I grew up with a divorced mom raising two of us. Neither denigrating women nor bashing males was acceptable. That should be the order of things. I can pose my typical Unitarian and progressive self-examination. Am I clean enough to comment? I think so.

Sarah was somewhat important, particularly as the much decade-plus older sister of Angelina, who led the way in thought. Of the 14 Grimké siblings, 11 of whom survived to adulthood, the pair of sisters had the intellectual clarity and morality to fight slavery, leave their comfortable surroundings, and change a nation. Angelina was the front, the orator, and the one who partnered with a like-minded reformer/radical. What a pair! Yet, let’s not lessen Weld’s tremendous influence and dedication. Yeah, yeah, yeah, he was just a man, but pretty clearly his wife’s equal.

 

1870 Fairmount Rumble

February 19th, 2012

agwMy hill in Boston’s Hyde Park neighborhood has had its moments. When we moved on Fairmount Hill over two years ago, we figured it looked like just another undistinguished almost-suburban area. Heaven knows the few plaques (at the bottom of the hill, thank you very much) say little and nothing political. However, we did learn that the Grimké sisters, Sarah and Angelina, lived here. Angelina (right) with her husband, Rev. Theodore Weld, and Sarah next door.

Their houses are gone. While Victorian homes of the period are on the block, modest brick two-story ones (and no plaque) are there now. Maybe the UUA will chip in. They like to claim Weld, and in truth, at least late in life, he and Angelina did become Unitarians.

I already cited their abolition and women’s suffrage work. There is a a link also to the tale including the mixed race Grimké brothers Archibald and Francis whom the sisters supported, saw educated and helped into starting successful careers as a lawyer and diplomat and a preacher. That was the good side of do-gooder guilt, a.k.a. social activism. The sisters discovered that their brother who remained in South Carolina has fathered the boys by their enslaved mother. Nothing like blood to bring anti-slavery sentiments full circle.

The brothers Grimké and one’s daughter, likely American’s first published lesbian poet as well as activist in the family mode, Angelina Weld Grimké all spent time on this hill. For Weld and the sisters, it was a base of operation to correct the wrongs of slavery and suppression of women. I like to think that if there are such things as spirits, those of the several generations of these remarkable people hum and inspire here still.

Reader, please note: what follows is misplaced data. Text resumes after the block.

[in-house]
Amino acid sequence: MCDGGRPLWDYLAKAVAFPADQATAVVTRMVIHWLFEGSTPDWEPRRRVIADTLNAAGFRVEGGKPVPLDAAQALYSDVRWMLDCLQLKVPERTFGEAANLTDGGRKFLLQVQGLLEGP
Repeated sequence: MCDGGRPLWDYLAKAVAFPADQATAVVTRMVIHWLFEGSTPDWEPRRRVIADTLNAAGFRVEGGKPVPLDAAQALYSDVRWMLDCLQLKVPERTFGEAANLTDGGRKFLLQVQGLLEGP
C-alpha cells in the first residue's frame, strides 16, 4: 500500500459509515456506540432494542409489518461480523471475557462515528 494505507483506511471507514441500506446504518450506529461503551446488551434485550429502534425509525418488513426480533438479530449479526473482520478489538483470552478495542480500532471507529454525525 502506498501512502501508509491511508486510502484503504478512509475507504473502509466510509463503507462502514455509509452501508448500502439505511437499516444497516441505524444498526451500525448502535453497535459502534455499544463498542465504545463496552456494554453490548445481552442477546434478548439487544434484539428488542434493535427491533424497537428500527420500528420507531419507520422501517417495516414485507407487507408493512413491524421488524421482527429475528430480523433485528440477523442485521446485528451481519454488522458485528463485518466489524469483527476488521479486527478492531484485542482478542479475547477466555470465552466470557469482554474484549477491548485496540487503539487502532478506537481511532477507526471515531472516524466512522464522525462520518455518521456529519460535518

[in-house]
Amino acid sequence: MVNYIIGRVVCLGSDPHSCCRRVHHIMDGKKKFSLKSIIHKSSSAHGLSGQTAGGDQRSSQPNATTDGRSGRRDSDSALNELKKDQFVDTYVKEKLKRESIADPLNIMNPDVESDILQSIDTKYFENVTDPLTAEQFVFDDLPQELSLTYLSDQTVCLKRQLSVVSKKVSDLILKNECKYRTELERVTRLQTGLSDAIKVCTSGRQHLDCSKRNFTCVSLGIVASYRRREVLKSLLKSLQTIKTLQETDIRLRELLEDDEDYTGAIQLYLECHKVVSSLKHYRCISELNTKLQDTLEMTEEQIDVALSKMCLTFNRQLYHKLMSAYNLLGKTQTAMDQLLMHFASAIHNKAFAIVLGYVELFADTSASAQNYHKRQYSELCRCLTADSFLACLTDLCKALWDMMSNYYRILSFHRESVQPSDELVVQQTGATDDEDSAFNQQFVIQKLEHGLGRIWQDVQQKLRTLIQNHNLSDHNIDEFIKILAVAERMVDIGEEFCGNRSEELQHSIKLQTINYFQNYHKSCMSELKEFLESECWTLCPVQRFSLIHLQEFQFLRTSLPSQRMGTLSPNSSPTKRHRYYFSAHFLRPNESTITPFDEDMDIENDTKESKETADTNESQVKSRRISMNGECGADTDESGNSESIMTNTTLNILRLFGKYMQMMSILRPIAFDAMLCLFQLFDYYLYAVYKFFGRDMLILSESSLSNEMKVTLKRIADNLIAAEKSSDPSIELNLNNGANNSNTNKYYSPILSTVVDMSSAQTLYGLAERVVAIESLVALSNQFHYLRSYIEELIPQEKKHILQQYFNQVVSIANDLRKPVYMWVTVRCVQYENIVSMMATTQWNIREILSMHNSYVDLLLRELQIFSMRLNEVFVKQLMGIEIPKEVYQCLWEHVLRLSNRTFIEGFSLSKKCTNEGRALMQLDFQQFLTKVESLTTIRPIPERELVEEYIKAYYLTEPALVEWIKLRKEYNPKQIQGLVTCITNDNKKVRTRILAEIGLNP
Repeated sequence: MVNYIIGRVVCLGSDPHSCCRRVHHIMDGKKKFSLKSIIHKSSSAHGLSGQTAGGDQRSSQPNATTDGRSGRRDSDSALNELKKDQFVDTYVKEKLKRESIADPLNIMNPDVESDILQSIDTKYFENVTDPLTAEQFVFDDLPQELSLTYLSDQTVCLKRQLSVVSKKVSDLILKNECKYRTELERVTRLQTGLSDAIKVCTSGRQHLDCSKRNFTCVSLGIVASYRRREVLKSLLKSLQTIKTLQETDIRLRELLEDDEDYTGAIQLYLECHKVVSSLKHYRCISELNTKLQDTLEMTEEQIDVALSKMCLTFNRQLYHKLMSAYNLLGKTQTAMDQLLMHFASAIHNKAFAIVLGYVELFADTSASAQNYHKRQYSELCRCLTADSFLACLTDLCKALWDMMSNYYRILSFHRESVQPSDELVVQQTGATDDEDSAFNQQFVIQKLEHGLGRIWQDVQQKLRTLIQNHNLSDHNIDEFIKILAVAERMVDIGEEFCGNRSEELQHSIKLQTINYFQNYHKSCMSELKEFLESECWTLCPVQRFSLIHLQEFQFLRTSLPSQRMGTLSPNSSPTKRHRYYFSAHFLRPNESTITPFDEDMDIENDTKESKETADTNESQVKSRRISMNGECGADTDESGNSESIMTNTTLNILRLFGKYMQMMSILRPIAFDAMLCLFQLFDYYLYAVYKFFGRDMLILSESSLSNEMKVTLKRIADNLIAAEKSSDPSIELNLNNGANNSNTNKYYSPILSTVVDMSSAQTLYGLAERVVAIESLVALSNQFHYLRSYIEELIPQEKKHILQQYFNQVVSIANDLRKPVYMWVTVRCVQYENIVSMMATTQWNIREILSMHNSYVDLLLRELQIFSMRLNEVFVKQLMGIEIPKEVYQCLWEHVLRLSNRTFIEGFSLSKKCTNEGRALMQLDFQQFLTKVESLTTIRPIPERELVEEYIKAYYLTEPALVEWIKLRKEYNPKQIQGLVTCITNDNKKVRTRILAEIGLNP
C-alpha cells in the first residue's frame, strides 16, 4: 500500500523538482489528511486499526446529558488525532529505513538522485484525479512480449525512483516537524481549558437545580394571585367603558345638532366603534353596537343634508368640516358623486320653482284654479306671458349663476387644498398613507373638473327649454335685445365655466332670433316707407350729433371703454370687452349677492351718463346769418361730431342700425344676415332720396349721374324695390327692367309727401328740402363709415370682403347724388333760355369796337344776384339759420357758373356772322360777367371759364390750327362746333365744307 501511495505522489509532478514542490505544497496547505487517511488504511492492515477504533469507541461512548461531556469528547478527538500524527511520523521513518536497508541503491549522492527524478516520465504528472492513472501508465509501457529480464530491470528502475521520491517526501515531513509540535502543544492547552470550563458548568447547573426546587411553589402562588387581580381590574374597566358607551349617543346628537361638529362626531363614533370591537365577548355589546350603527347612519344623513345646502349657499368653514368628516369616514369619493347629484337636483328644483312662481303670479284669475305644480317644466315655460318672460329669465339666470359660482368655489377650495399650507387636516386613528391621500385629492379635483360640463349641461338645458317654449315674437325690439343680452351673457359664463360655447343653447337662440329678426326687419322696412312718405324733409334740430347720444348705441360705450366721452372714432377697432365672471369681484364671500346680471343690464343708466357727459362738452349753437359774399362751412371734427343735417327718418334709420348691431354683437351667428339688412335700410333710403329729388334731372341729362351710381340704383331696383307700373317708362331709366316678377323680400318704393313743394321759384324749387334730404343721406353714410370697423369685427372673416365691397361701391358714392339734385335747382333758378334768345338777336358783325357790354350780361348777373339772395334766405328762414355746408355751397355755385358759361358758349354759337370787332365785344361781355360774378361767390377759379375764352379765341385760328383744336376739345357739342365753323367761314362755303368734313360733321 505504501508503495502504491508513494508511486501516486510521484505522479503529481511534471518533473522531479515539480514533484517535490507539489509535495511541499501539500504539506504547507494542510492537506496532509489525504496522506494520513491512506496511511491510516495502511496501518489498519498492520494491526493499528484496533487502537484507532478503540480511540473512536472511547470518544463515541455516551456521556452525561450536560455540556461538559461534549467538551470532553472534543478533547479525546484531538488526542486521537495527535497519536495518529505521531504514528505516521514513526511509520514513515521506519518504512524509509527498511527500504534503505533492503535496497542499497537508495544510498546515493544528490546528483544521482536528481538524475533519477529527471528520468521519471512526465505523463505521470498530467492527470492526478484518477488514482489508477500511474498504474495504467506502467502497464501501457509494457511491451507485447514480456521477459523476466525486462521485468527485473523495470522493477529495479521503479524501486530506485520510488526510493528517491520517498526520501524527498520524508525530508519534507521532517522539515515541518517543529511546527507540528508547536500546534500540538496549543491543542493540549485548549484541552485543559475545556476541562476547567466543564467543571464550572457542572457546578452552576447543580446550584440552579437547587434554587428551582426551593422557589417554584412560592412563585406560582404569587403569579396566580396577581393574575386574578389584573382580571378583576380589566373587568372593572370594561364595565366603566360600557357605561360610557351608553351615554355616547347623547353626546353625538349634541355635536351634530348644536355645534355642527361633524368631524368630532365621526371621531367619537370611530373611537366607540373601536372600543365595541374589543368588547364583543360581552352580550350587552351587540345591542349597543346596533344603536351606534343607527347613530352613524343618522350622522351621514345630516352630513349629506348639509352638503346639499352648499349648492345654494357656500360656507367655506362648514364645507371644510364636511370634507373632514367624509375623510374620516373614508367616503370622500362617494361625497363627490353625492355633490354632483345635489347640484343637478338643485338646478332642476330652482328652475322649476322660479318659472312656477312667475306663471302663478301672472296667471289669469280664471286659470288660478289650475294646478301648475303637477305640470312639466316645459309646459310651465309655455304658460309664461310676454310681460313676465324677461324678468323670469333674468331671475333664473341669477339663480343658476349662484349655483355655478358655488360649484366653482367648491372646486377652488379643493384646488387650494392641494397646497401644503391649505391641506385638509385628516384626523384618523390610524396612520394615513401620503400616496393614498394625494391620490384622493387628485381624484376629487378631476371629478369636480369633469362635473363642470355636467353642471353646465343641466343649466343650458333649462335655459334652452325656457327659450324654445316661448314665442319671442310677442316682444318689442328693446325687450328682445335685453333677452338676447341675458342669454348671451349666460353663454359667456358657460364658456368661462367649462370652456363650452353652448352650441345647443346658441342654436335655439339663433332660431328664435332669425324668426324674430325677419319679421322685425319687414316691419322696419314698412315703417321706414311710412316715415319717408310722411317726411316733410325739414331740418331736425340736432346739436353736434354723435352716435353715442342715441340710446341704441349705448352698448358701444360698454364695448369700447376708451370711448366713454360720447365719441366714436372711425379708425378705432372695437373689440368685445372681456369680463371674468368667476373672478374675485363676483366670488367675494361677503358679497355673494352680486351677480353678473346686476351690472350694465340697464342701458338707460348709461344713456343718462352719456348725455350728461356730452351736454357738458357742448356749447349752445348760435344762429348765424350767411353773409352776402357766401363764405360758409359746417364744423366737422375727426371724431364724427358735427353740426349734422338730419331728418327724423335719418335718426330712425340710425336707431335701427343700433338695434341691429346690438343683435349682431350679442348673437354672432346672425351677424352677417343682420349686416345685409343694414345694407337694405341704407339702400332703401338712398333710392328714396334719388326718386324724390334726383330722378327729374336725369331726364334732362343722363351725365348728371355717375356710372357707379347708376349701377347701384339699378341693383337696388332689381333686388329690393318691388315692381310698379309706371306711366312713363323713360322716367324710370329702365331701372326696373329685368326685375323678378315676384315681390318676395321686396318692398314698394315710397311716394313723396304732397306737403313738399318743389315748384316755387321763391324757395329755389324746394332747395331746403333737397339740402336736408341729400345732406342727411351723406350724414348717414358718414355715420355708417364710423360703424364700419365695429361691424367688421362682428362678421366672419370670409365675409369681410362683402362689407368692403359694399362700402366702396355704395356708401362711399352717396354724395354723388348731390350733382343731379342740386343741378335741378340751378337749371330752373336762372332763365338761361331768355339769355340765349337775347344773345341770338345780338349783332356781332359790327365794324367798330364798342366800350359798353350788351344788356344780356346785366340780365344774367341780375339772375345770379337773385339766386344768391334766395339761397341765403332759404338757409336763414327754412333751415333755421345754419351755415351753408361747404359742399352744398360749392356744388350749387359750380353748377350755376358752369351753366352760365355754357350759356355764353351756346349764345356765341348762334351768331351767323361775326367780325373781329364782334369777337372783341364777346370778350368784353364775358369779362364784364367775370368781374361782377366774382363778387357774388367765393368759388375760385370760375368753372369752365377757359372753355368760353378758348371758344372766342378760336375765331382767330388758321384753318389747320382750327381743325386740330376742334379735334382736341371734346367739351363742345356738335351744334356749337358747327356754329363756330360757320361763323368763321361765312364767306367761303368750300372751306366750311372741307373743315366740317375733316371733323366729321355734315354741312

Over at Marry in Massachusetts, I just added a wee rant on what may befall the creeps and crazies throttling women in November. We can extrapolate pretty easily as to what Sarah and both Angelinas would make of the current GOP boys’ policies. Plus, now they’d have a vote to do something in addition to writing and talking.

Love Through the Ears

October 15th, 2011

Unlike many bar stool warmers, even into a second drink or beyond, I don’t have a lot of brilliant advice.  There is one love-related tidbit from my early 20s that still seems relevant.

Last week, speaking with a female neighbor outside, that arose again. She was lamenting that she couldn’t click long-term with a great guy. She just breached 40 and knows there are fewer gems free in the muck of the mine. She discussed a recent effort to connect to a match from e-Harmony, allegedly compatible interests, bright enough, and nice looking. She said she sent him off to think again with the candid appraisal that his ego and vanity were too well developed.

Hence that personal historical moment.

In my early 20s, I was a single Manhattanite working at a huge trade-magazine publisher across 42nd Street from the Daily News building. We were in what passed for bar and party central in NYC. After the married commuted largely by rail to NJ or CT, we were left to patrols of the heart.